Search Engine Optimization

Essentially, Search Engine Optimization (SEO) determines how website behaviors impact search engine results. When certain words and phrases are searched knowing SEO will help improve your sites ranking in the search results. For businesses that don’t want to pay for their sites to appear first (paid results) using SEO will boost the site visibility in organic or unpaid results. This post will discuss the theory behind SEO and then recommend different strategies to improve a site’s optimization or its visibility.

According to Michael Martinez, president of a web marketing and consulting company, SEO has four laws:

  1. For every searchable ecosystem, there are three sets of arbitrary criteria that determine the outcome of any search operation.
  2. The result of any search function is determined by the inseparable union of the three perspectives.
  3. Search engines seek or tend towards optimum use.
  4. A search ecosystem transits through states of diminishing conflict towards perfect agreement.

At first these laws seem like a bunch of nonsense, but essentially what you need to know is that there are three perspectives to what Martinez calls the “Searchable Web Ecosystem”. Any of the three members or perspectives, Publishers, Indexers, and Searchers, can influence the content, quality, and outcome of search engine results.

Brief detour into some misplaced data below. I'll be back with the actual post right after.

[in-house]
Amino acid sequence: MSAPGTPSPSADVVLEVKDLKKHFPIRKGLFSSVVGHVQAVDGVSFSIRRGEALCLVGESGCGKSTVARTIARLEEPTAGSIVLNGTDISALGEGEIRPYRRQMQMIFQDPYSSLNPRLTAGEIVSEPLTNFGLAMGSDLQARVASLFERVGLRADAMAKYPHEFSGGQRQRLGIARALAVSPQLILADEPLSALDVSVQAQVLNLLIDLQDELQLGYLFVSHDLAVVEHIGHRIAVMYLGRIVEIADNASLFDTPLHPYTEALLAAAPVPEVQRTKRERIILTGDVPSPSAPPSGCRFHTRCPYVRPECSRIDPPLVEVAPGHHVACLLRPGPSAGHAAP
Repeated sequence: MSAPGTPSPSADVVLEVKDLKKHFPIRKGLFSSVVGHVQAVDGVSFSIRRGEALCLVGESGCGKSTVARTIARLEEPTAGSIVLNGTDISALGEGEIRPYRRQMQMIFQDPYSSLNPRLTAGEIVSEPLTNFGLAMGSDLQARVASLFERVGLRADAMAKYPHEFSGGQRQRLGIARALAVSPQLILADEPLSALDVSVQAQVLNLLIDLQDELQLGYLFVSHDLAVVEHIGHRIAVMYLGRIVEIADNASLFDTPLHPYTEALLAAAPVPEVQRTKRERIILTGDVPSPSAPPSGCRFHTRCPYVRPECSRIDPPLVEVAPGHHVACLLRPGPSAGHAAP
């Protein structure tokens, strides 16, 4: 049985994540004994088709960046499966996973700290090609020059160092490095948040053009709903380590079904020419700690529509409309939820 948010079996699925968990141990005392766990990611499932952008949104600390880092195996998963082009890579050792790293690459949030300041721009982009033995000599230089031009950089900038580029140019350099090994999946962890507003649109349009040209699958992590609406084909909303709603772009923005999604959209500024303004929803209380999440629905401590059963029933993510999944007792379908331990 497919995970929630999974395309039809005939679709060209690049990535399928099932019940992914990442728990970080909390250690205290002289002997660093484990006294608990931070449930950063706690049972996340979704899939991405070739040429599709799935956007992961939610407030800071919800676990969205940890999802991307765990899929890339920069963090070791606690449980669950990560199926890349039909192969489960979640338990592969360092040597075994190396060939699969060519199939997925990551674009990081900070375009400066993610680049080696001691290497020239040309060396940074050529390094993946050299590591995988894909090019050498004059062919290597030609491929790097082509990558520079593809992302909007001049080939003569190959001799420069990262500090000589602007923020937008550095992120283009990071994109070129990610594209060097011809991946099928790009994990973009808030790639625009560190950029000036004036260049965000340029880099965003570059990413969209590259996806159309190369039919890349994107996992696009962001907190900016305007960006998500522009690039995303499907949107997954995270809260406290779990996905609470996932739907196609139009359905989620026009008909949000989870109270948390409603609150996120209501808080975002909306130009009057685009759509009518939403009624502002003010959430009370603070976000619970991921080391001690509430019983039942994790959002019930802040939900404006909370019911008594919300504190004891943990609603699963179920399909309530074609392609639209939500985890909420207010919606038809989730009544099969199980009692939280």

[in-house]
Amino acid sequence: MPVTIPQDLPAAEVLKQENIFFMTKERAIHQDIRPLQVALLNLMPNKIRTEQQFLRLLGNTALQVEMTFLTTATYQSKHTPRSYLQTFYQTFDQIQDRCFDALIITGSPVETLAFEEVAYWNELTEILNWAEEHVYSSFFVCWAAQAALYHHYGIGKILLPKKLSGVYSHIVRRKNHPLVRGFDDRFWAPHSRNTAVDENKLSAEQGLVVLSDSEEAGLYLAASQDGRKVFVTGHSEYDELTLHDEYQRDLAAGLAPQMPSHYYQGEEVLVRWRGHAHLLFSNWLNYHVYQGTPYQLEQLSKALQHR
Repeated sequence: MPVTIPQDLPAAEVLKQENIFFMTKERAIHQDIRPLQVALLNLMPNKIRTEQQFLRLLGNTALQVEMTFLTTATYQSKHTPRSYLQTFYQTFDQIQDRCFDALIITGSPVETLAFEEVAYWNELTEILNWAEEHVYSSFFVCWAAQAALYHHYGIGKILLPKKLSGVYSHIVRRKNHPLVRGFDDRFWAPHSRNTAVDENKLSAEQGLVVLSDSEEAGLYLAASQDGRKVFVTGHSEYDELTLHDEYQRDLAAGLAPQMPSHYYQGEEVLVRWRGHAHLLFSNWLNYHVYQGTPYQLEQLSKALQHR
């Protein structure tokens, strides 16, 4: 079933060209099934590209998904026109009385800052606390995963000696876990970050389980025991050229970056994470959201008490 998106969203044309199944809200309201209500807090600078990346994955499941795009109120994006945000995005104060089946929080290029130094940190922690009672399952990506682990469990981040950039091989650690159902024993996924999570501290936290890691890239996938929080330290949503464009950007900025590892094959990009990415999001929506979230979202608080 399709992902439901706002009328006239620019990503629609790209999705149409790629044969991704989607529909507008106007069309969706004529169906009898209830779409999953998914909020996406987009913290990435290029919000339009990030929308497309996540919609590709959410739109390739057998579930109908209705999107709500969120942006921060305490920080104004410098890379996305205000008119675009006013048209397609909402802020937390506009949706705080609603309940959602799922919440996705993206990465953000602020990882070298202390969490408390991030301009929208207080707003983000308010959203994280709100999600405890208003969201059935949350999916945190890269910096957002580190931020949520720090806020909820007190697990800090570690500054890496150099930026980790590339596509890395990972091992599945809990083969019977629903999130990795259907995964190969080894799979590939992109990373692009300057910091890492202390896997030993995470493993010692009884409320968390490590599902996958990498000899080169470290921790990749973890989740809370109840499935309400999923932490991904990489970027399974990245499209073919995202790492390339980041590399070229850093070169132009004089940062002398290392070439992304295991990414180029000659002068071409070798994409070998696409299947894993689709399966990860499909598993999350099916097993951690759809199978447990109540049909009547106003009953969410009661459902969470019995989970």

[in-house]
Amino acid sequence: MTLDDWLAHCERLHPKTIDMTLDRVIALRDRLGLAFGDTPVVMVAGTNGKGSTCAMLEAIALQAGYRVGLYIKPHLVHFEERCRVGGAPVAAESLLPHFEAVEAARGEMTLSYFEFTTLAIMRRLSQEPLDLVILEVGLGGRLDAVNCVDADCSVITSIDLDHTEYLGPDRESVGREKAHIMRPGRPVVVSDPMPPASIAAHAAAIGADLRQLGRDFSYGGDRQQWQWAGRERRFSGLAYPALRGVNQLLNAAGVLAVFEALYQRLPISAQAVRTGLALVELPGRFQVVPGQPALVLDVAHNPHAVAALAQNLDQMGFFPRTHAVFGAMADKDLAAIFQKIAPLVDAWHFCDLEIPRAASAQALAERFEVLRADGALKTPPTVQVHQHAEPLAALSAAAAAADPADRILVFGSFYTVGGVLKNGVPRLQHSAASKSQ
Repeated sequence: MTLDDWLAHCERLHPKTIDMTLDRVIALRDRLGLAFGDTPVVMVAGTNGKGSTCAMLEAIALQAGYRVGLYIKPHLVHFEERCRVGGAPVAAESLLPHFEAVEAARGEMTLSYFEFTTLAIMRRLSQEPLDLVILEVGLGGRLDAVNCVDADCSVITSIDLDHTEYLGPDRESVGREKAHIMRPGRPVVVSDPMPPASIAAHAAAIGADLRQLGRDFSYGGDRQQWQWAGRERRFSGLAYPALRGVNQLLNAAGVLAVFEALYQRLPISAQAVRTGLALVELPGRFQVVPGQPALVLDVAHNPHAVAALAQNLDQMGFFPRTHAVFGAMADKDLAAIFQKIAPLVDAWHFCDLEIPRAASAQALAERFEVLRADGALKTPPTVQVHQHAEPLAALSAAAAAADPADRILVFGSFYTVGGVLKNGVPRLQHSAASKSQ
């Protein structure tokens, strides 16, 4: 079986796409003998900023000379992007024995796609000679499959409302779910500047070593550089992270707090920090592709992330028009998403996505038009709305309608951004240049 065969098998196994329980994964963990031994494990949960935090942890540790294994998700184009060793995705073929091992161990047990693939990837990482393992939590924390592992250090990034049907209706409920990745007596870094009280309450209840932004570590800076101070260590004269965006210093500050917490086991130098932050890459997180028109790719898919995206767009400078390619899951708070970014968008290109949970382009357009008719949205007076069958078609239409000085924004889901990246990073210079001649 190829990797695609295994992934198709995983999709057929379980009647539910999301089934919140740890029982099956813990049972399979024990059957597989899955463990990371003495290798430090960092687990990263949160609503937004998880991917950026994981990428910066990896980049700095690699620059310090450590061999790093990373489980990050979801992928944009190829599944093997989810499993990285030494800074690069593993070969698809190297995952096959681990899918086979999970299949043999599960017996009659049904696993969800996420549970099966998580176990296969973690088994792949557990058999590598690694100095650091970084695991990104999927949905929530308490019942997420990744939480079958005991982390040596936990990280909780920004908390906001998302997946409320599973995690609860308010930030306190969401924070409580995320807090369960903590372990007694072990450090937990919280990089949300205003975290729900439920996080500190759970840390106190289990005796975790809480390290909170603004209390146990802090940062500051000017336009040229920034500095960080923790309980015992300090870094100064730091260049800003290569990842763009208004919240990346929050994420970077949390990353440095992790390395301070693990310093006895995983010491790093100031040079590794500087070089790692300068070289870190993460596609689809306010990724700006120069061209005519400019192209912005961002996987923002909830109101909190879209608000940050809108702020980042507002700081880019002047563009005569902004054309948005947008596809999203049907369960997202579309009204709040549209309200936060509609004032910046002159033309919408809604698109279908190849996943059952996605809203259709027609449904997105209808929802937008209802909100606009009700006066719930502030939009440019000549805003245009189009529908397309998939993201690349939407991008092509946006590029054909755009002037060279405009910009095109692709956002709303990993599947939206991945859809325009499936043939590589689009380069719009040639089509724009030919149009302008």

We can master SEO by understanding the algorithm search engines use to sort through all of the different webpages that exist. The algorithm focuses on five different aspects of websites: words, title, links, words in links, and reputation. The algorithm analyzes the words and title of your site and connects with similar search queries. Search engines use the official title or the coded title of your page and not the public title. Links help with optimization by driving traffic to your site because they usually exist as a recommendation. Search engines notice when other sites have links to your page so the more links you have to your page the higher your ranking. The algorithm also uses words in links to connect pages with search queries. For example, linking the word “Pittsburgh” on a website will contribute to the site appearing when a search query includes that word. A site with a good reputation will have a higher ranking. To have a good reputation a site needs new and engaging content regularly.

Social media is essential to improving a sites SEO because it functions to promote content. In her article for HootSuite, Kristina Cisnero describes five ways that social media contributes to optimization:

  1. Search engines use Twitter stats to organize sites. For example, Google uses content from Twitter that generated a lot of traction when indexing all of the new content that appears hourly online.
  2. Just as links to your site that appear on other sites improves your SEO do does social sharing. Every time someone shares a link to your site, they contribute to your sites SEO.
  3. You can boost your authority and establish credibility for your site with a strong social media presence.
  4. Although no one really uses Google+ (check out the infographic to the right), Google loves people who do. Spend some time improving your Google+ page and Google will reward you. fvg
  5. Search engines don’t just focus on keywords on websites anymore. Google is looking at the content you share instead of the number of keywords you can include into a post.